The emission into the atmosphere of sulphur and nitrogen compounds causes acid rain, which can move across great distances, harm fresh water fish populations and damage forests and other vegetation.
Statoil’s on and offshore facilities use some gas and oil for operation. This generates NOx emissions. The majority of Statoil's products are used as fuel and for energy production, which also produces NOx emissions.
The volume of NOx that is formed primarily depends on the combustion temperature. NOx emissions can therefore be reduced using combustion technologies that use a lower temperature, or through the cleaning of exhaust gasses.
Sulphur dioxides (SO2) are formed when the fuel contains sulphur, and SO2 emissions can therefore be reduced by reducing the sulphur content of our products.
Natural gas contains very little sulphur, and oil from the North Sea also contains relatively little sulphur, but our refineries must reduce the sulphur content before our products can be sold.
Sulphur has a negative effect on cleaning systems which reduce emissions of NOx and other car exhaust pollutants.
This has resulted in increasingly strict requirements for the sulphur content in petrol and diesel.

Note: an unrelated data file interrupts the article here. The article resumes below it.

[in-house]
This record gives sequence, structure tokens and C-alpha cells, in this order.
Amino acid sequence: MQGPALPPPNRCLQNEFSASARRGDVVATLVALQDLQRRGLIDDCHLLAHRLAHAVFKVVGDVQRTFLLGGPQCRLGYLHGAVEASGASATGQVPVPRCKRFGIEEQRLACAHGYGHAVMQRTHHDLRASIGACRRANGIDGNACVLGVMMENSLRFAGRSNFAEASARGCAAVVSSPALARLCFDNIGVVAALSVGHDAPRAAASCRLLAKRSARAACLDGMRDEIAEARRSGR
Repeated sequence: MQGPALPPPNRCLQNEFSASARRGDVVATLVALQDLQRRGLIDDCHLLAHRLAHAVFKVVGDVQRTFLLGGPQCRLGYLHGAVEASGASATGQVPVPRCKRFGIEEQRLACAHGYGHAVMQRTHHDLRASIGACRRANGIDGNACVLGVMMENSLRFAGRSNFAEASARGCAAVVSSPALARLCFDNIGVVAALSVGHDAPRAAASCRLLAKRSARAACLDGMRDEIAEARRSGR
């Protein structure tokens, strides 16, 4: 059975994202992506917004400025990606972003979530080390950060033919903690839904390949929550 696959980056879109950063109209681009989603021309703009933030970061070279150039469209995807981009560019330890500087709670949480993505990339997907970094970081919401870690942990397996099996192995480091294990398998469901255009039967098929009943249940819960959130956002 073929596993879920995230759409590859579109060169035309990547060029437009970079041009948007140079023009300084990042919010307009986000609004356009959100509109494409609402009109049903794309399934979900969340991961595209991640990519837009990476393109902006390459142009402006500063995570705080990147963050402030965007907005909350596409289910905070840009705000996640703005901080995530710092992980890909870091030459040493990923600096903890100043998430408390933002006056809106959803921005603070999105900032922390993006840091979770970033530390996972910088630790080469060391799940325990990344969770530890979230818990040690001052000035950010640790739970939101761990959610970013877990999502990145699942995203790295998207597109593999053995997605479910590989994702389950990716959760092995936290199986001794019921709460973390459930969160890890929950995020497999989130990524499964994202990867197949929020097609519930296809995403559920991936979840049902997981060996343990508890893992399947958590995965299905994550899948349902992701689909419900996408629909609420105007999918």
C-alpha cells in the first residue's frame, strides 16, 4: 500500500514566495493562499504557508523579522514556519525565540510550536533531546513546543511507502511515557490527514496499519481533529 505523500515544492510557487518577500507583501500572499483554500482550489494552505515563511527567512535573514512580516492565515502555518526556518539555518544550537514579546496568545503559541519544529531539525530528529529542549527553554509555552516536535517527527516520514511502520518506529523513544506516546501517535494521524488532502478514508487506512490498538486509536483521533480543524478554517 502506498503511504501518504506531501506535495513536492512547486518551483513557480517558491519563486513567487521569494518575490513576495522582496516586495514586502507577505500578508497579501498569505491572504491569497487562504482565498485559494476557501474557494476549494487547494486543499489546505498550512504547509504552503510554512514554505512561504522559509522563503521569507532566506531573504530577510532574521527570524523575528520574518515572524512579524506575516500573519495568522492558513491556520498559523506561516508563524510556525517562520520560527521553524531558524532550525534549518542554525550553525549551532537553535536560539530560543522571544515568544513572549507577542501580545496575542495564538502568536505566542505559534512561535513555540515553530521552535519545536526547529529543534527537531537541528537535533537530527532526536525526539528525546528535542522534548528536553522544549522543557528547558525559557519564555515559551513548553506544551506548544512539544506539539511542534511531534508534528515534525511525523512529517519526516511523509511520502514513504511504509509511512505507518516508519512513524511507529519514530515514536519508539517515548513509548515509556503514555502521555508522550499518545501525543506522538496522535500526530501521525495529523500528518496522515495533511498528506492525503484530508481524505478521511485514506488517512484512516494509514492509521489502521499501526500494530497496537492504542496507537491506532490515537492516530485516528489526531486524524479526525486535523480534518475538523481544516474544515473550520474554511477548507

Statoil has installed plants for the removal of sulphur from fuel at our refineries at Mongstad (Norway) and Kulundborg (Denmark) well before the EU’s requirement for reduced sulphur content was introduced. Mongstad and Kalundborg remove some 17 000 tonnes of sulphur annually that would otherwise have been emitted during the burning of the products. Furthermore Statoil's refinery in Kalundborg has established facilities for fertilizer production (ammonium thiosulphate) in order to reduce the emissions.
We have started using low-NOx turbines, and today, one out of every five turbines is of this type. At our onshore facilities, turbines and burners are continuously being upgraded to low-NOx technology. The use of low-NOx turbines on platforms reduces emissions by some 85 per cent, which represnts some 300 tonnes of NOx a year per turbine. Overall the our offshore low-NOx turbines reduce emissions by several thousand tonnes per year.
We are also assessing other methods of reducing NOx emissions. In particular this applies to areas where it would be difficult or extremely expensive to use “conventional” low-NOx technology.
Statoil has started using supply vessels that run on natural gas rather than diesel.
Such third-party measures can be environmentally and economically beneficial alternatives to implementing measures at our own facilities.